Gordon Brown yesterday attacked Conservative plans to reverse the nature of City regulation, saying that returning banking supervision to the Bank of England was “unacceptable” and “completely wrong”. Mentioning the failure of BCCI and Barings, Mr Brown said the old system did not work.
Well, that's plain wrong and explains why nobody is listening to Brown any more. The failures at both BCCI and Barings were the result of fraud. A bank regulator is not a policeman. That is the job of the internal and external auditors, the Met and the SFO. The job of the regulator is to regulate the banks' businesses based on the known facts, the published acounts and reported data, allowing the regulator to review and pass judgements on the legitimate business decisions of the banks' management teams.
Of course where fraud is discovered it is the role of the Bank of England to ensure that the position is quickly rectified, and the Bank would have been remiss if BCCI's accounts had not been signed off for years on end, or if Barings had reported years of substantial losses in its Singapore trading activities, but the facts are that BCCI's accounts were signed off by Price Waterhouse (who were later fined a substantial sum for their errors). The auditors in turn claimed that they were unable to report any defict in the acounts because they were unable to access the books of BCP, a Swiss subsidiary subject to banking secrecy laws. UK banking laws permit auditors to make exceptions for such circumstances, so how that can be blamed on the Bank of England rather than the government is a mystery to me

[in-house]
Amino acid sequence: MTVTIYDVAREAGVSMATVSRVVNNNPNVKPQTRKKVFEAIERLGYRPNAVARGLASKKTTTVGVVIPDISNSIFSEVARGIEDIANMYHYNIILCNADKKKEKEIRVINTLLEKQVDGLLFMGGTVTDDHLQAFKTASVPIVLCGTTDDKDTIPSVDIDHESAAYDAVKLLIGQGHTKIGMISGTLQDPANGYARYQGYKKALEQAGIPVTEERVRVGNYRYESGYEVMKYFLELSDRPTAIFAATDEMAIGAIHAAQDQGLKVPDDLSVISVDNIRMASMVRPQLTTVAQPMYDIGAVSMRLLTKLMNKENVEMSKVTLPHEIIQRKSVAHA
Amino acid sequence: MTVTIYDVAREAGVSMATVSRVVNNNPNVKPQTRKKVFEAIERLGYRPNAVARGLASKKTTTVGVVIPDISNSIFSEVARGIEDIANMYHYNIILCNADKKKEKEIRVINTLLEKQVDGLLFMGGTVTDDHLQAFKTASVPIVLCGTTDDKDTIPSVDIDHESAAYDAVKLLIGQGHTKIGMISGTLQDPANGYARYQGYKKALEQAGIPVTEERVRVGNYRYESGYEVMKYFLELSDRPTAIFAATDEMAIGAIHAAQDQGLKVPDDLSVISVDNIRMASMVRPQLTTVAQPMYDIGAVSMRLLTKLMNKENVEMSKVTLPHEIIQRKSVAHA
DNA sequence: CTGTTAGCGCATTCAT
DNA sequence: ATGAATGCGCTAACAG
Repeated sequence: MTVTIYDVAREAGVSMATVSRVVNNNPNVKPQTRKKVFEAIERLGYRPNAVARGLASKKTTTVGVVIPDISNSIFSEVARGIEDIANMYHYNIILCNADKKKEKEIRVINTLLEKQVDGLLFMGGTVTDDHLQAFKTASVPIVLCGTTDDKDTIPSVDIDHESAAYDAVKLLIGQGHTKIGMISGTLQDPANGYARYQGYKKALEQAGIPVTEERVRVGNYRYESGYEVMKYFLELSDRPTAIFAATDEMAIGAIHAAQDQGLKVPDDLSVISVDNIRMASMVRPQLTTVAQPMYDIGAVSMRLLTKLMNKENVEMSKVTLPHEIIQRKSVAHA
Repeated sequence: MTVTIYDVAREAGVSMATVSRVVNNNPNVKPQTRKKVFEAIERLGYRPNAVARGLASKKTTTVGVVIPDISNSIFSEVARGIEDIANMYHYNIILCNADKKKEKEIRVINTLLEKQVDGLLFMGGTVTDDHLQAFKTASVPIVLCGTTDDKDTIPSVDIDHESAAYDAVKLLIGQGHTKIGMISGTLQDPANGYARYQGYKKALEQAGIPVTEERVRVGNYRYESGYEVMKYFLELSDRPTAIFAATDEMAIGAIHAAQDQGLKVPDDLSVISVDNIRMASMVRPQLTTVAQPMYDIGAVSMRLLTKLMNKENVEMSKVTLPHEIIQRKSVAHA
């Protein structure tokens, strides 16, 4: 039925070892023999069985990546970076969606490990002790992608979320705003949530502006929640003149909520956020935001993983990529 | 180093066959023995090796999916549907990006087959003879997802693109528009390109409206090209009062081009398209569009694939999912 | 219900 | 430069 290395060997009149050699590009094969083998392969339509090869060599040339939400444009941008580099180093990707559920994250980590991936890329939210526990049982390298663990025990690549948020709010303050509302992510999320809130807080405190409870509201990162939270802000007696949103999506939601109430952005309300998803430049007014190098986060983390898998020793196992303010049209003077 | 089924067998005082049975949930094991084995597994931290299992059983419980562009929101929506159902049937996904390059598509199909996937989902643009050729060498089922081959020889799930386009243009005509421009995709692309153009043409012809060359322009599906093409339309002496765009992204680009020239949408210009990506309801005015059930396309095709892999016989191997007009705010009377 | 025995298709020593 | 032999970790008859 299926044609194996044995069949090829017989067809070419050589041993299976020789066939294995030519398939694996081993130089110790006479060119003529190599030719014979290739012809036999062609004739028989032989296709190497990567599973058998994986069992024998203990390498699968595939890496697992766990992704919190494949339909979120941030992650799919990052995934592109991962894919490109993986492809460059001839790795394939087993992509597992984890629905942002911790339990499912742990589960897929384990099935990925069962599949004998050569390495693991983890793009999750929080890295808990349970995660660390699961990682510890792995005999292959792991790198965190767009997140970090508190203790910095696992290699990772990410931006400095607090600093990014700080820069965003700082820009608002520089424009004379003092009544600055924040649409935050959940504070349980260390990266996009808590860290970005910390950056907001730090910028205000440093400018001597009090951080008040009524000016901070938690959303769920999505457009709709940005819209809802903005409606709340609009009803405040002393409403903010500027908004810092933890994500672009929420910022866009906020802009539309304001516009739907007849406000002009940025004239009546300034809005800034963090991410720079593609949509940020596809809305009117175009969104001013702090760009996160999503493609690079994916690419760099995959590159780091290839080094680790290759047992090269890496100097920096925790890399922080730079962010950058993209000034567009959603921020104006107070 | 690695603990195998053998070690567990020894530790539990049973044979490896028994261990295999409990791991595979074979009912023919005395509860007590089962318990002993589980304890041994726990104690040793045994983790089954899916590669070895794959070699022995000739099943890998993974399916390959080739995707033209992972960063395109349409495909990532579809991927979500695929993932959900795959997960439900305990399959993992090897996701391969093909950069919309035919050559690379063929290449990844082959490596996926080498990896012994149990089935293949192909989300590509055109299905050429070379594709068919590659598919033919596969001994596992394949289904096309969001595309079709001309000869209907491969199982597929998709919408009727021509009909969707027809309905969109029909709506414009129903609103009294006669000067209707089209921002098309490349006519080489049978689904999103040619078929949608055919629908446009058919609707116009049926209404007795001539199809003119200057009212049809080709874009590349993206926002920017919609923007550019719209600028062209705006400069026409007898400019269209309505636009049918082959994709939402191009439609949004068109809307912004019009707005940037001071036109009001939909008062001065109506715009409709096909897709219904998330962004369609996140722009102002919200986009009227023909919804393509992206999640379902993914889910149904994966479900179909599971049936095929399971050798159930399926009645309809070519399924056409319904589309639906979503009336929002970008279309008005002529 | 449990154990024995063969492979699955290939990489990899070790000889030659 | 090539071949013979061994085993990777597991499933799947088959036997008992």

In the case of Barings, Nick Leeson was able to take on massive loss making positions by acting both as the floor manager for Barings' trading on the Singapore International Monetary Exchange and head of settlement operations. Barings had the correct procedures and policies in place by having two positions, but Lesson's line management failed by not implementing them correctly, their internal and external auditors were at fault for not noticing the failure and Leeson was at fault because of his wilful fraud, but it is ridiculous to think that the Bank of England should have been reviewing the org charts of every subsidiary of every financial institution when there were others who were supposed to do exactly that.
Once Leeson's fraud had been discovered the Bank acted to rectify the faults and managers other than Leeson were barred from working in the City. Barings was not found to have deficient policies, but to have failed to implement them, and the Bank was not found to have been warned about these failures and ignored the warnings.
But that is not what the bank supervisor's role is about. That is about monitoring and reviewing the entirely legitimate but potentially misguided decisions of the bank's management, their credit concentrations and their exposure's to different kinds of risk (including their potential exposure to fraud through inappropriate policies).
It was under the FSA that RBS, HBOS, B&B and Northern Rock appointed Managing Directors / Chief Executives of questionable quality, that those banks booked historically large exposures to the property markets and accumulated large positions in structured finance transactions that were poorly understood, relying to a great extent on credit ratings and in many cases incurring very large and ultimately terminal quanta of liquidity risk.
All of which were perfectly legal, but quite wrongheaded and missed by the FSA. But let us not forget about AIGFP, which ran up the most enormous exposure to credit derivatives in its London office but outside the regulatory scope of the FSA because the business was deemed by the FSA to be booked in a internal treasury unit. Now that was a total failure of regulation.